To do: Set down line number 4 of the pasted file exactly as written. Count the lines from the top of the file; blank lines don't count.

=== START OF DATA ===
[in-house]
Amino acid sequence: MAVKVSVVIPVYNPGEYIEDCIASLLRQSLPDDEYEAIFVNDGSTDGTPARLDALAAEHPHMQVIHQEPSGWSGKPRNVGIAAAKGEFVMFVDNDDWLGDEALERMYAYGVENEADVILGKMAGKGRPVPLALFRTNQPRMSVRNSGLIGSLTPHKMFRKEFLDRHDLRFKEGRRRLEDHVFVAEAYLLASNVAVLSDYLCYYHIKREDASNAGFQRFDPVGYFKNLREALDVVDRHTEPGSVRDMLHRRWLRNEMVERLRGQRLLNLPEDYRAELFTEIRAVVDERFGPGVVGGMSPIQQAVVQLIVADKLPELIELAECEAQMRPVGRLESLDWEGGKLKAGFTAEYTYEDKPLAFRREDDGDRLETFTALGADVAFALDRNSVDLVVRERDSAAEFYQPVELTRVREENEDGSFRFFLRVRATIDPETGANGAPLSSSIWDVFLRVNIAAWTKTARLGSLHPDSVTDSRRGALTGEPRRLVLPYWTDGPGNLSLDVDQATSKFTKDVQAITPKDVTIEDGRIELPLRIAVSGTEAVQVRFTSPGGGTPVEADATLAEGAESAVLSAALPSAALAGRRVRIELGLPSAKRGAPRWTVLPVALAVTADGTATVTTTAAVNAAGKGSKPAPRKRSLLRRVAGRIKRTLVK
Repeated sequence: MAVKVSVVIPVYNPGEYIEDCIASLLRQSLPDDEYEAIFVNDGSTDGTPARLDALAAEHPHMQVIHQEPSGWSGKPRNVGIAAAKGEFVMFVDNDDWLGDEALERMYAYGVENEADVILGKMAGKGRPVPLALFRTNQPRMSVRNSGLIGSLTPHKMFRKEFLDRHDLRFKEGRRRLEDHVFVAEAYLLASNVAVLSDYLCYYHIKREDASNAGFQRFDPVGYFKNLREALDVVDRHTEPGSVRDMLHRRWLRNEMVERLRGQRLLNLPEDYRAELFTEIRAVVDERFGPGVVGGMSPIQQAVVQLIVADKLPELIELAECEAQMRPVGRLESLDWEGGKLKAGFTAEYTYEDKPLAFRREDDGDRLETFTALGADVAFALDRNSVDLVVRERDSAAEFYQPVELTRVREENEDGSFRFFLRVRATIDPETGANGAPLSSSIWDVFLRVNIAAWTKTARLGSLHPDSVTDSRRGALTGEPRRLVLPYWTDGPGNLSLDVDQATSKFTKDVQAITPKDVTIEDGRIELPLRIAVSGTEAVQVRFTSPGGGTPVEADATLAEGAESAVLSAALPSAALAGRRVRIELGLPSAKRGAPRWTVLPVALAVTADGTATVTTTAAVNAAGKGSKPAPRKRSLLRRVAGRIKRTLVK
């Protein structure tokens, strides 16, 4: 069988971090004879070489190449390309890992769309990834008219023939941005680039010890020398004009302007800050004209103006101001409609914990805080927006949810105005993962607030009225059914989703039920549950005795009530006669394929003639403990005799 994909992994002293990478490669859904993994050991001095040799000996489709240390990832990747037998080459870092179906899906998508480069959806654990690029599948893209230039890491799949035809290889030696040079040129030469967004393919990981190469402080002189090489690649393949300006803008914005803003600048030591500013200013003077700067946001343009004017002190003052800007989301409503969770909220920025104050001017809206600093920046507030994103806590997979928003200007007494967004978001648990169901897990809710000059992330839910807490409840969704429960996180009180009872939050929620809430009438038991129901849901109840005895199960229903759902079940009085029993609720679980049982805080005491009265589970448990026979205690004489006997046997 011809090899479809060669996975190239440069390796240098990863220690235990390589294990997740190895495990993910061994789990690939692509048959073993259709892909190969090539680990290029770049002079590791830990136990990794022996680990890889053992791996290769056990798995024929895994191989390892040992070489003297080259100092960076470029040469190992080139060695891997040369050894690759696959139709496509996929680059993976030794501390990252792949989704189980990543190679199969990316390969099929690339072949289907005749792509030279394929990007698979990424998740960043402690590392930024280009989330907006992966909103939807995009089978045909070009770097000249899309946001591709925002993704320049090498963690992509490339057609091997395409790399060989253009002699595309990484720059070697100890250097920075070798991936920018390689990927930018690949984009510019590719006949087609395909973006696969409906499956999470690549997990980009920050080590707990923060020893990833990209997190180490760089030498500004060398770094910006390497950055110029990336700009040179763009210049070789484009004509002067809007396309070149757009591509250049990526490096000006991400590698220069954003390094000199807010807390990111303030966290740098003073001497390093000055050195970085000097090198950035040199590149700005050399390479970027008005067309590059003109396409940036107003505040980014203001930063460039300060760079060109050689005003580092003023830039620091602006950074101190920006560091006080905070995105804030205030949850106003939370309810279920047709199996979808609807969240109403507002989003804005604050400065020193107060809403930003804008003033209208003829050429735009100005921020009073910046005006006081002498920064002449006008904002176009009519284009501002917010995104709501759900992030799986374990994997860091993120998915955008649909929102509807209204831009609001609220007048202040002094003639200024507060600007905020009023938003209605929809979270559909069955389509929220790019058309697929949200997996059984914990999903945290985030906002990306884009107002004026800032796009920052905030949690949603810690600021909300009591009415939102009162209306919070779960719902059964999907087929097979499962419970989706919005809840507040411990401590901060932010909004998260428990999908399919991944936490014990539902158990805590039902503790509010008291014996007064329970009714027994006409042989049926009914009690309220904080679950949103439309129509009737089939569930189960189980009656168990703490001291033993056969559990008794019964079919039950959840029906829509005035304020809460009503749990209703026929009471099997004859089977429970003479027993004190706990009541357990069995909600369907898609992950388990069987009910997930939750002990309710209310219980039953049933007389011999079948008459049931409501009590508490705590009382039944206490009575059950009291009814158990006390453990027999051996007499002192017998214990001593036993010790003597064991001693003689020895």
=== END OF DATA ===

């Protein structure tokens, strides 16, 4: 069988971090004879070489190449390309890992769309990834008219023939941005680039010890020398004009302007800050004209103006101001409609914990805080927006949810105005993962607030009225059914989703039920549950005795009530006669394929003639403990005799 994909992994002293990478490669859904993994050991001095040799000996489709240390990832990747037998080459870092179906899906998508480069959806654990690029599948893209230039890491799949035809290889030696040079040129030469967004393919990981190469402080002189090489690649393949300006803008914005803003600048030591500013200013003077700067946001343009004017002190003052800007989301409503969770909220920025104050001017809206600093920046507030994103806590997979928003200007007494967004978001648990169901897990809710000059992330839910807490409840969704429960996180009180009872939050929620809430009438038991129901849901109840005895199960229903759902079940009085029993609720679980049982805080005491009265589970448990026979205690004489006997046997 011809090899479809060669996975190239440069390796240098990863220690235990390589294990997740190895495990993910061994789990690939692509048959073993259709892909190969090539680990290029770049002079590791830990136990990794022996680990890889053992791996290769056990798995024929895994191989390892040992070489003297080259100092960076470029040469190992080139060695891997040369050894690759696959139709496509996929680059993976030794501390990252792949989704189980990543190679199969990316390969099929690339072949289907005749792509030279394929990007698979990424998740960043402690590392930024280009989330907006992966909103939807995009089978045909070009770097000249899309946001591709925002993704320049090498963690992509490339057609091997395409790399060989253009002699595309990484720059070697100890250097920075070798991936920018390689990927930018690949984009510019590719006949087609395909973006696969409906499956999470690549997990980009920050080590707990923060020893990833990209997190180490760089030498500004060398770094910006390497950055110029990336700009040179763009210049070789484009004509002067809007396309070149757009591509250049990526490096000006991400590698220069954003390094000199807010807390990111303030966290740098003073001497390093000055050195970085000097090198950035040199590149700005050399390479970027008005067309590059003109396409940036107003505040980014203001930063460039300060760079060109050689005003580092003023830039620091602006950074101190920006560091006080905070995105804030205030949850106003939370309810279920047709199996979808609807969240109403507002989003804005604050400065020193107060809403930003804008003033209208003829050429735009100005921020009073910046005006006081002498920064002449006008904002176009009519284009501002917010995104709501759900992030799986374990994997860091993120998915955008649909929102509807209204831009609001609220007048202040002094003639200024507060600007905020009023938003209605929809979270559909069955389509929220790019058309697929949200997996059984914990999903945290985030906002990306884009107002004026800032796009920052905030949690949603810690600021909300009591009415939102009162209306919070779960719902059964999907087929097979499962419970989706919005809840507040411990401590901060932010909004998260428990999908399919991944936490014990539902158990805590039902503790509010008291014996007064329970009714027994006409042989049926009914009690309220904080679950949103439309129509009737089939569930189960189980009656168990703490001291033993056969559990008794019964079919039950959840029906829509005035304020809460009503749990209703026929009471099997004859089977429970003479027993004190706990009541357990069995909600369907898609992950388990069987009910997930939750002990309710209310219980039953049933007389011999079948008459049931409501009590508490705590009382039944206490009575059950009291009814158990006390453990027999051996007499002192017998214990001593036993010790003597064991001693003689020895």